That’s why finding about the team mentality is so important. You want to work somewhere with nurses that work together. You want to work in an environment that is not toxic. Regardless of how the shift is going, you want to know your coworkers have your back.

Nursing isn’t a solo job. We aren’t super heroes that can handle everything on our own. We have to depend on each other to get through the day. When the shift is nuts, you want someone you can vent to. When you aren’t able to save the patient, you want someone that understands the pain. You’ll want someone you can ask questions to that won’t make you feel like you’re stupid. You’ll want a team.

Do yourself a favor, find a good place to work.

No days off

Have you ever encountered this particular situation,

Them: “Hey, when are you off again?

You: “Well I am off tomorrow but I…”

Them: “Oh good because I need you to…”

Or my other personal favorite,

Them:How are you doing?”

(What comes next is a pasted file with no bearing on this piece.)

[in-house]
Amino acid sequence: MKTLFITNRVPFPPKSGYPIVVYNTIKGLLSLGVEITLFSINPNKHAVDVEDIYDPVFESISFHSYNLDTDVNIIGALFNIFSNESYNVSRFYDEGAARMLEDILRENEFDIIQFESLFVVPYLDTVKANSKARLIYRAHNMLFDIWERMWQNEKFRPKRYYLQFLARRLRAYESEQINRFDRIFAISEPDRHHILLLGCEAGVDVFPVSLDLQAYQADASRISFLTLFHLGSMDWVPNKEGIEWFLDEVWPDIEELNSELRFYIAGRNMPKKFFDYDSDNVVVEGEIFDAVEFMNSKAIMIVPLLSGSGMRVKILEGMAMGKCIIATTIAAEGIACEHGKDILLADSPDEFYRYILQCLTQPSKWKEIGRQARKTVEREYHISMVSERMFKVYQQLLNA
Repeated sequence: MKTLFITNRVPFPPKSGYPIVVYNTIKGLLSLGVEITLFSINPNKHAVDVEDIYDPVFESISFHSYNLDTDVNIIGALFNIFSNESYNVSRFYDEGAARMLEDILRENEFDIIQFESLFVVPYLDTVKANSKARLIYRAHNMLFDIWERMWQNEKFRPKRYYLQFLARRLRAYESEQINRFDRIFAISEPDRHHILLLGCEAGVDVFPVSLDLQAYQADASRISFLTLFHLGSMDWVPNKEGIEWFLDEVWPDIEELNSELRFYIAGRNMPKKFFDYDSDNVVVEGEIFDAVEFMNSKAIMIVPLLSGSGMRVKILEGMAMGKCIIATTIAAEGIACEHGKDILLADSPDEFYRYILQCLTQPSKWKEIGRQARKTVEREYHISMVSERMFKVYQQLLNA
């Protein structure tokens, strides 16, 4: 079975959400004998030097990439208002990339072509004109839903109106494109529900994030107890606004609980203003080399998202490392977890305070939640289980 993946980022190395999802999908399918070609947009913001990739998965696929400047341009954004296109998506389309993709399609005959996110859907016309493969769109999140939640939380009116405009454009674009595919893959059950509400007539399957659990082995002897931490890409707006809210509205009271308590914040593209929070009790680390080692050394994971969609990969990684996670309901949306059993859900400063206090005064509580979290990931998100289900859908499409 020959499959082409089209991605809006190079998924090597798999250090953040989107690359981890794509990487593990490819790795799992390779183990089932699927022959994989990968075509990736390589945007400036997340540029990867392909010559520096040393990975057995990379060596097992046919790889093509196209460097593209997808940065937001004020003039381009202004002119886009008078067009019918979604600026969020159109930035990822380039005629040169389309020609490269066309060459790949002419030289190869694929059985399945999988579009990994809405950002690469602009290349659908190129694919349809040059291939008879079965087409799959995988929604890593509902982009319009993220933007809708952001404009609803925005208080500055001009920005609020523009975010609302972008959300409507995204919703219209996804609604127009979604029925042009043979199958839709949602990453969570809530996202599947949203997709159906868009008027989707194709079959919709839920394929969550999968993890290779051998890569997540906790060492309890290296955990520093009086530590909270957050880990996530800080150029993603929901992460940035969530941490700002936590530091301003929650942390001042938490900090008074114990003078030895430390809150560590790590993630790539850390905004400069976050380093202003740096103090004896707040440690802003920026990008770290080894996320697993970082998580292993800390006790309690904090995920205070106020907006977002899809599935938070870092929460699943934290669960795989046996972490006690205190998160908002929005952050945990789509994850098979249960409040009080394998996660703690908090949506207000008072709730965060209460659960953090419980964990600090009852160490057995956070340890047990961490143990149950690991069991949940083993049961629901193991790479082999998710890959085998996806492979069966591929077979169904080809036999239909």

You: “Whew, I am worn out! It’s been a long week!”

Them: “How are you always tired, you only work three days a week!!!” 

Seriously? SERIOUSLY?!?!?!?!

Let’s start with the fact that nurses work with people every day we are at work. PEOPLE. Like, human beings… HAVE YOU SEEN OUR SPECIES??? We deal with emotional outbursts, insults, violence, unrealistic expectations, death, etc. ON A DAILY BASIS! It’s not just 3 days, or 4 days, or 5 days, or whatever schedule that we work. It’s the emotional baggage we deal with on days off. It’s wondering if you could have saved that patient if you had done one thing differently. It’s trying to figure out why this one nurse hates you. It’s sitting at home thinking about the child abuse victim that you know will be given back to their parents. It’s thinking about the insults the doctor hurled at you because you weren’t moving fast enough. It’s class assignments due at midnight. It’s the kids having soccer, baseball, and basketball practice the couple of days you have off. It’s 3 weeks of laundry that still needs to be done. It’s a house that desperately needs cleaning because you haven’t had time. It’s never having an inkling of downtime.

It’s constantly feeling like you are walking on a razor-thin edge between success and insanity.

It’s stressful.

The last thing we need is to be made to feel guilty because we are too tired to hang out or because we don’t have time to be someone’s personal errand-runner.